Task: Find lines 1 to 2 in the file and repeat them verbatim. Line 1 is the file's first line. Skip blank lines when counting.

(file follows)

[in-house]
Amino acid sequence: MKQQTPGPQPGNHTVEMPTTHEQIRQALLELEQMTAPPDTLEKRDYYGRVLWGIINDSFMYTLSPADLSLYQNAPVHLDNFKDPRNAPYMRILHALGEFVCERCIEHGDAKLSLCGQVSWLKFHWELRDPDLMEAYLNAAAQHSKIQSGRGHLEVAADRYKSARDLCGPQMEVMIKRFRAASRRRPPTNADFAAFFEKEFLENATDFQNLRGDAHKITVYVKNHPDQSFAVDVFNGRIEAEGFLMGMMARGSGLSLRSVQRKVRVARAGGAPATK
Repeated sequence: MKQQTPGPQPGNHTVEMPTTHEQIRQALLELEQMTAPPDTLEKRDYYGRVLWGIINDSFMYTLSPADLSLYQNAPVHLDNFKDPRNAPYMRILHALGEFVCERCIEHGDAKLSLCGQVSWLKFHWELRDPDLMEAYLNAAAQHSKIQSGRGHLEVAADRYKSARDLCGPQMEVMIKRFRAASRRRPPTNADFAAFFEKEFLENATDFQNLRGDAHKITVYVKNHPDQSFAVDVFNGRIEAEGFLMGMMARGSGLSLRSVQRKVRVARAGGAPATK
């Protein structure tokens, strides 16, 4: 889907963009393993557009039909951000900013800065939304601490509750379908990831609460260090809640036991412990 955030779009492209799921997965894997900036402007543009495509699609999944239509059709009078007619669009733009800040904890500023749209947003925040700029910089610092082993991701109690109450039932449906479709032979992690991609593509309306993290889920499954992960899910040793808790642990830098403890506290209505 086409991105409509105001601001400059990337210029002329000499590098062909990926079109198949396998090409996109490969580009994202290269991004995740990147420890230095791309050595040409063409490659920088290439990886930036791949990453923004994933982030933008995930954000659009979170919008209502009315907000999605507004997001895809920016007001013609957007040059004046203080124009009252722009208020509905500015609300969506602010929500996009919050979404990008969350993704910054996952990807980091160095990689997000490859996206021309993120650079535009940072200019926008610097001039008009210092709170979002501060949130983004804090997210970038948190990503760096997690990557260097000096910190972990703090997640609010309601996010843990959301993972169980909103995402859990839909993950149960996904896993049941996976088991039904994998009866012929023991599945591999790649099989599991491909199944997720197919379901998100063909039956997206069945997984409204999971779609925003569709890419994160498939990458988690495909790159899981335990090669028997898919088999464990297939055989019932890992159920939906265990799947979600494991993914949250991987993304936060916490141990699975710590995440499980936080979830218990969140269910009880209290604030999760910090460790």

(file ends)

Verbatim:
[in-house]
Amino acid sequence: MKQQTPGPQPGNHTVEMPTTHEQIRQALLELEQMTAPPDTLEKRDYYGRVLWGIINDSFMYTLSPADLSLYQNAPVHLDNFKDPRNAPYMRILHALGEFVCERCIEHGDAKLSLCGQVSWLKFHWELRDPDLMEAYLNAAAQHSKIQSGRGHLEVAADRYKSARDLCGPQMEVMIKRFRAASRRRPPTNADFAAFFEKEFLENATDFQNLRGDAHKITVYVKNHPDQSFAVDVFNGRIEAEGFLMGMMARGSGLSLRSVQRKVRVARAGGAPATK